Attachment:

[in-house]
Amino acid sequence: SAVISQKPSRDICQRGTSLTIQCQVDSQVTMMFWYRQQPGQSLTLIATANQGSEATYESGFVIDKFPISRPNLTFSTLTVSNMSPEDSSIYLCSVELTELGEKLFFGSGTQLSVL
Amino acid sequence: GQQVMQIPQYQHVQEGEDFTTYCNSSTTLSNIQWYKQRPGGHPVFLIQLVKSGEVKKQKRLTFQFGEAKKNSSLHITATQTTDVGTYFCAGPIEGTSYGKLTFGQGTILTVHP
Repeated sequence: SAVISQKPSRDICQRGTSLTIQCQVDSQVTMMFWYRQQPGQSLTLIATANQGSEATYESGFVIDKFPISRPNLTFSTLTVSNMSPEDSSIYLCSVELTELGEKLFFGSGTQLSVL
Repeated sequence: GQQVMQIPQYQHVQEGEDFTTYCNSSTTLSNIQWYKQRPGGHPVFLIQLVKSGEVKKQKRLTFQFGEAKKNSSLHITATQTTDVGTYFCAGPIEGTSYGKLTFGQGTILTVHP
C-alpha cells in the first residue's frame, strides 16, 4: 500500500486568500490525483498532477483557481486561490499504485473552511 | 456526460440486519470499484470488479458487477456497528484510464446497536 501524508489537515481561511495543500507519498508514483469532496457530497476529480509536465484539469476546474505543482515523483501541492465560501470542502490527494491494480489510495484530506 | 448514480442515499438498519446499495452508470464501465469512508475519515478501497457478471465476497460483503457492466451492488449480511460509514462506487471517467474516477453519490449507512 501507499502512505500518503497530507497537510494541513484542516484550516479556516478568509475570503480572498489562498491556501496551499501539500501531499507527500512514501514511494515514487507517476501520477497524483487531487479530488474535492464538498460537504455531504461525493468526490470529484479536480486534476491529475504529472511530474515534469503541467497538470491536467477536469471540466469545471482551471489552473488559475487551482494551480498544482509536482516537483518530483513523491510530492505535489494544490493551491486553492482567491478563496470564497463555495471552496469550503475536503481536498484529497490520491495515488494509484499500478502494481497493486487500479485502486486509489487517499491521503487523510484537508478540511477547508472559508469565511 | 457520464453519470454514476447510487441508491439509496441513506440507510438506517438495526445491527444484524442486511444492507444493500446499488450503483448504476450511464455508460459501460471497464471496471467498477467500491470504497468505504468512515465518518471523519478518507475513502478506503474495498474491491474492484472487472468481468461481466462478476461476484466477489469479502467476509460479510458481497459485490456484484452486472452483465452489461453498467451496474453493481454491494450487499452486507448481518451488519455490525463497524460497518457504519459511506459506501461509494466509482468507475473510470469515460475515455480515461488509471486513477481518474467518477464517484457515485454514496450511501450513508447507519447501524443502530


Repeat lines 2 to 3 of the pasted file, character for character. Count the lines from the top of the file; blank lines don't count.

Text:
Amino acid sequence: SAVISQKPSRDICQRGTSLTIQCQVDSQVTMMFWYRQQPGQSLTLIATANQGSEATYESGFVIDKFPISRPNLTFSTLTVSNMSPEDSSIYLCSVELTELGEKLFFGSGTQLSVL
Amino acid sequence: GQQVMQIPQYQHVQEGEDFTTYCNSSTTLSNIQWYKQRPGGHPVFLIQLVKSGEVKKQKRLTFQFGEAKKNSSLHITATQTTDVGTYFCAGPIEGTSYGKLTFGQGTILTVHP